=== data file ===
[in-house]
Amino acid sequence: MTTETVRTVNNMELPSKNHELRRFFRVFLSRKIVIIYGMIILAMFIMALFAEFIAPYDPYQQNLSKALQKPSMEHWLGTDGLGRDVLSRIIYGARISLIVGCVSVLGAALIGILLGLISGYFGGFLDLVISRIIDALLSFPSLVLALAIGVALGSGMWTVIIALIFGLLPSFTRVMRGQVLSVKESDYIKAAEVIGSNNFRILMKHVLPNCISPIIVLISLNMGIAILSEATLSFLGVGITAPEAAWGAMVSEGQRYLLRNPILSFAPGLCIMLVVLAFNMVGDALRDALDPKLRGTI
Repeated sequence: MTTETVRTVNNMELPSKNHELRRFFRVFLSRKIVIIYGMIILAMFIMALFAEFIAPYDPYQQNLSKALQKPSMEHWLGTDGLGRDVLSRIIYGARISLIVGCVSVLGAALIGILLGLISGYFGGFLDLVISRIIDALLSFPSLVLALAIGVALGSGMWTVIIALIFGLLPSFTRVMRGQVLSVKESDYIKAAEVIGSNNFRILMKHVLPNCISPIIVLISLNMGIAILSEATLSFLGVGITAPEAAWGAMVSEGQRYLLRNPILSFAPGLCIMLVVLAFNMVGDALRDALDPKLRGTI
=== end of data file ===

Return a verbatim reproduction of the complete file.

[in-house]
Amino acid sequence: MTTETVRTVNNMELPSKNHELRRFFRVFLSRKIVIIYGMIILAMFIMALFAEFIAPYDPYQQNLSKALQKPSMEHWLGTDGLGRDVLSRIIYGARISLIVGCVSVLGAALIGILLGLISGYFGGFLDLVISRIIDALLSFPSLVLALAIGVALGSGMWTVIIALIFGLLPSFTRVMRGQVLSVKESDYIKAAEVIGSNNFRILMKHVLPNCISPIIVLISLNMGIAILSEATLSFLGVGITAPEAAWGAMVSEGQRYLLRNPILSFAPGLCIMLVVLAFNMVGDALRDALDPKLRGTI
Repeated sequence: MTTETVRTVNNMELPSKNHELRRFFRVFLSRKIVIIYGMIILAMFIMALFAEFIAPYDPYQQNLSKALQKPSMEHWLGTDGLGRDVLSRIIYGARISLIVGCVSVLGAALIGILLGLISGYFGGFLDLVISRIIDALLSFPSLVLALAIGVALGSGMWTVIIALIFGLLPSFTRVMRGQVLSVKESDYIKAAEVIGSNNFRILMKHVLPNCISPIIVLISLNMGIAILSEATLSFLGVGITAPEAAWGAMVSEGQRYLLRNPILSFAPGLCIMLVVLAFNMVGDALRDALDPKLRGTI